Tuesday, May 25, 2010

A way out of the California pension mess?

First, my plan. I call it the "Graduated Postponement" law.

Under this proposal, which could hypothetically be effective 1-1-2011, every state employee covered by a publicly funded pension plan who had been initially hired full time before 1-1-1985 would not have their pension conditions and benefits changed; they would simply remain in effect as currently written.

Those first hired on or after 1-1-1985 through 12-31-1989 would have their retirement conditions and benefits modified in such a way as to add the requirement of serving one additional year [12 months] beyond their existing target date before they could go into effect.

Those first hired on or after 1-1-1990 through 12-31-1994 would have the same conditions and benefits modified in such a way as to add the requirement of serving two additional years [24 months] beyond their existing target date before they would become effective.

Those first hired on or after 1-1-1995 through 12-31-1999 would have the same conditions and benefits modified in such a way as to add the requirement of serving three additional years [36 months] beyond their existing target date before they were to become effective.

Those first hired on or after 1-1-2000 through 12-31-2004 would have those conditions and benefits modified in such a way as to add the requirement of working four additional years [48 months] beyond their existing target date before seeing the effective date.

And those first hired on or after 1-1-2005 and thereafter would have the same conditions and benefits modified in such a way as to add the requirement of working five additional years [60 months] beyond their existing target date before retirement might be implemented.

Retirement target ages would not be mandatory and provisions would be continued in place or modified that enable the accumulation of additional retirement credit for each year worked past a target age. At their discretion agencies would be permitted to reassign or transfer without relocation or hardship, but they could not demote, employees working past 15 or more years past their target dates.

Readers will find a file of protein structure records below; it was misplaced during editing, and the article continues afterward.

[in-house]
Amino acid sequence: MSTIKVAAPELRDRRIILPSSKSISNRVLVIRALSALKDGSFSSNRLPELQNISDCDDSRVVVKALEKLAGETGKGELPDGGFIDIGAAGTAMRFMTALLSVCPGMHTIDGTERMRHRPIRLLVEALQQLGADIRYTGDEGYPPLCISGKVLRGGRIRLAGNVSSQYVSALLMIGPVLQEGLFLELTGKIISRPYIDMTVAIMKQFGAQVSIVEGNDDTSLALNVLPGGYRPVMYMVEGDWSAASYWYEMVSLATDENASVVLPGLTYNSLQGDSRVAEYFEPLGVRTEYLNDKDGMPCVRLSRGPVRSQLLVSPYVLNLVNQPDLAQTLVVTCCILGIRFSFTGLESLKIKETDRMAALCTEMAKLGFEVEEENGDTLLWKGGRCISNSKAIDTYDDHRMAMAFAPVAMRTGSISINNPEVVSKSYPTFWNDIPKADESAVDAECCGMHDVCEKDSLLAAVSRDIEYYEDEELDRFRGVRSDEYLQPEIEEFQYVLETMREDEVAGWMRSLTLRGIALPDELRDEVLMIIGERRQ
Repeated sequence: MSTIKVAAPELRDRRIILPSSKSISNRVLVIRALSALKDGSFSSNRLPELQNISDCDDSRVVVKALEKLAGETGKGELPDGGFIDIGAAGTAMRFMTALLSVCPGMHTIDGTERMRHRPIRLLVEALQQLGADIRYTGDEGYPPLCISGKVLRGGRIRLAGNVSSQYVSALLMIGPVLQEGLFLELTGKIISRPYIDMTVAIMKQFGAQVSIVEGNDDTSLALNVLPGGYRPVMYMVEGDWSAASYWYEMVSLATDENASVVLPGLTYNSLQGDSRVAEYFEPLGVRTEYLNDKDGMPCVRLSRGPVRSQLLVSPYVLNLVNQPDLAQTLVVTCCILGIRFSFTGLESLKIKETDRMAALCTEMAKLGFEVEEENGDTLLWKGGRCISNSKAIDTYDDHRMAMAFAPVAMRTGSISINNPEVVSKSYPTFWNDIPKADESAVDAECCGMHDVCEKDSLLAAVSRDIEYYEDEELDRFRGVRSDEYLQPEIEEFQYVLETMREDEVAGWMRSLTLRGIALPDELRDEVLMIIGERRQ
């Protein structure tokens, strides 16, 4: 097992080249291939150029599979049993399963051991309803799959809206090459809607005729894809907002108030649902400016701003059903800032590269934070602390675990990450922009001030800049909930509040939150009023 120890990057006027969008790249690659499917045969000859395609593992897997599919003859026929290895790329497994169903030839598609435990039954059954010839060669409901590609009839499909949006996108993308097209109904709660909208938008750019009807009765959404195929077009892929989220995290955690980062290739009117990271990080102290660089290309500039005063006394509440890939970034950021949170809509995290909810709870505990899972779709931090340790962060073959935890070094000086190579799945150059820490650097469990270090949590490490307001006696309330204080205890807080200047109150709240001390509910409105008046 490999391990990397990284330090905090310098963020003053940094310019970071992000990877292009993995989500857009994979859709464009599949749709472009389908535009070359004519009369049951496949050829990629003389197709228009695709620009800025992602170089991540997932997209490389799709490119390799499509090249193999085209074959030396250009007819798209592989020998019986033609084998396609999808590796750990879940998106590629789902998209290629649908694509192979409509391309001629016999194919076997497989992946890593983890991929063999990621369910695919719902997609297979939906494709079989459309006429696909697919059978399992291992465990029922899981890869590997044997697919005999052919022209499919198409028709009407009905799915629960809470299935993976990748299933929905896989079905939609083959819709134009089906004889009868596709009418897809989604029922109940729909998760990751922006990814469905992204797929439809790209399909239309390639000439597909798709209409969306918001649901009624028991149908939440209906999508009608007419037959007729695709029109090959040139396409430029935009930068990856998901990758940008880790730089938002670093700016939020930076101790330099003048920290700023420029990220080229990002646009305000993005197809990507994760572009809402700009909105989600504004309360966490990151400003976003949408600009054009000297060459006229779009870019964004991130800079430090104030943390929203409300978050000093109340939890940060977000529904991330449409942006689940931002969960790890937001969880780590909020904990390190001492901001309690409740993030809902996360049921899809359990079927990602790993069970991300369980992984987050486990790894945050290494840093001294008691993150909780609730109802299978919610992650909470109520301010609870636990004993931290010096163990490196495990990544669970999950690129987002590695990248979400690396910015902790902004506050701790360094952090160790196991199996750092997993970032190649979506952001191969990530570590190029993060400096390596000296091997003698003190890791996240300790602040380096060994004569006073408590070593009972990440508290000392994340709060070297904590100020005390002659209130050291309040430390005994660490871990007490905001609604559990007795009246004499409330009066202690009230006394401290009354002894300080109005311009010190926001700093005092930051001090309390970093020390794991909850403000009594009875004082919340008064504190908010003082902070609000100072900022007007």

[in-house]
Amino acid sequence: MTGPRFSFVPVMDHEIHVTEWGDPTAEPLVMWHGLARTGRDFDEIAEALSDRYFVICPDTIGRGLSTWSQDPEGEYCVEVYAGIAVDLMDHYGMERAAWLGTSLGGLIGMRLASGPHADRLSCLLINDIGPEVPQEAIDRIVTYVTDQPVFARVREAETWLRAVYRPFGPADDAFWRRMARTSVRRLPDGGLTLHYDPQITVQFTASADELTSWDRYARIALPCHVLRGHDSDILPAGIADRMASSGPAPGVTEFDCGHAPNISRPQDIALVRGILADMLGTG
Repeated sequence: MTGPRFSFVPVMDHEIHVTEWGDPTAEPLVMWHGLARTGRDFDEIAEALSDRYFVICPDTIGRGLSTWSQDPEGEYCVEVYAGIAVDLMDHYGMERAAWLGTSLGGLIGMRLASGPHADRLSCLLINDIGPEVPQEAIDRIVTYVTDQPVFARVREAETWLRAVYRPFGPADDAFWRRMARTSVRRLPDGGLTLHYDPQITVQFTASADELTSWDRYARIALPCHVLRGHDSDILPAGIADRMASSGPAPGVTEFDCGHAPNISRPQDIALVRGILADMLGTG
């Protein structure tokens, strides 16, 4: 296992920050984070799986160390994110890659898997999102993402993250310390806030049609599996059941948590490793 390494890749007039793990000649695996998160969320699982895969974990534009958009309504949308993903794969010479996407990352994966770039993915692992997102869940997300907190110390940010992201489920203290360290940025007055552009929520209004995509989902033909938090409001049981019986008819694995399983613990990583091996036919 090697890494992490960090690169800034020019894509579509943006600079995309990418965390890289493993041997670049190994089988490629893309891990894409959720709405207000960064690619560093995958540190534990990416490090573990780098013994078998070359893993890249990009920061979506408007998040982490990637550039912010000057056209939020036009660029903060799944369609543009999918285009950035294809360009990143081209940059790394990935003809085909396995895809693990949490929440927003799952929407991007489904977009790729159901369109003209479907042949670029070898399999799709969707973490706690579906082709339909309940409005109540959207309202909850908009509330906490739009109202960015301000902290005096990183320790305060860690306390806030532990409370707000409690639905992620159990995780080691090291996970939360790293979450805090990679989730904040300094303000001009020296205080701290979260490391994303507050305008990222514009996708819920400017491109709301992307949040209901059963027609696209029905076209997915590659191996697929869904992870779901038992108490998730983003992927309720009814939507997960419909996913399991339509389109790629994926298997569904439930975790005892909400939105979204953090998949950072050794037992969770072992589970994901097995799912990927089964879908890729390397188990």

Nothing in this law would modify or alter any other existing conditions or requirements for state employment, including health, physical condition, etc., etc.

Whatever their current target dates, a law like this would simply set-back most full time state employee's retirement options for a given number of months - based on when they first began full time state service. In this way the change would maintain early retirement perks public safety officers enjoy, and the net effect would be to spread the hurt fairly evenly among agency employees based on the ever-loved "seniority" modality, which at the very least should make it slightly more palatable it to employee unions.

Meaningful comments and suggestions are welcome but moderated. Others are treated with the respect they deserve.

PS: Update 6/10/10. To date four off topic responses have been very gently deleted.

Monday, May 17, 2010

How I see the problem…..

No matter how tempting to think so, what follows is not intended as a “hit” on diversity per se,. Instead, it is a constructive comment inviting informed and reasonable dissent or comment. Also, it is meant as a general statement, recognizing quite well there have been and will continue to be many, many exceptions.

None-the-less, if the illegal immigration/open borders issue is to ever be resolved, at least one factor of the dilemma must be faced and fixed: a perceived lack-of-assimilation pattern within too large a segment of the extant Hispanic community. It's a dilemma compounded both by lawful and unlawful residents. Some express the problem differently. In a recent interesting and perceptive article in the Washington Times Ivan Kenneally wrote: